Defensively Cuddyer’s acquired a reputation for being a head-hunter, notching 15 kills (and an American League-leading 19 outfield assists) from right field in 2007.  In fact, in a study done by John Walsh of The Hardball Times in January, it was concluded that Cuddyer saved the Twins about 14.6 runs by holding and killing base runners.  That was good for best in baseball from his position.  As last summer progressed you could actually notice when the base runners started respecting that cannon, because suddenly the better ones weren’t trying to take an extra base on hits to right field.

 

Michael Cuddyer has come a long way since his debut with the Twins seven seasons ago.  His roles have changed and expanded, but he’s growing into his new shoes with aplomb.  He keeps his head down, throws down a new magic trick from time to time, flashes an easy smile, and in spite of being the media’s new go-to guy manages to get overlooked for his solid on-the-field product.  Cuddyer is the walking example of Teddy Roosevelt’s quote:  Speak softly and carry a big stick.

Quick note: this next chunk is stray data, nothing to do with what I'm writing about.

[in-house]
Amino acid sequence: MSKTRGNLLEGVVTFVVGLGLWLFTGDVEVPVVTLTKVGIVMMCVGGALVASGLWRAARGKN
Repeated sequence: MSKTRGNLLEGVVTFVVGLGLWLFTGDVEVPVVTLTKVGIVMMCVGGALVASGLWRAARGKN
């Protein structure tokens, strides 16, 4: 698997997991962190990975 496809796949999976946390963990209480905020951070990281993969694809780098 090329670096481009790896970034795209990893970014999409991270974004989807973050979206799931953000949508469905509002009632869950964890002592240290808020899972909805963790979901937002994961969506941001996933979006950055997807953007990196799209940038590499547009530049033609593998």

Don't let the dimples deceive you.  He can hit, he can throw, he's a leader and his slight of hand will give your slight of hand the smack down.  He's come a long way since cutting Johan Santana in half.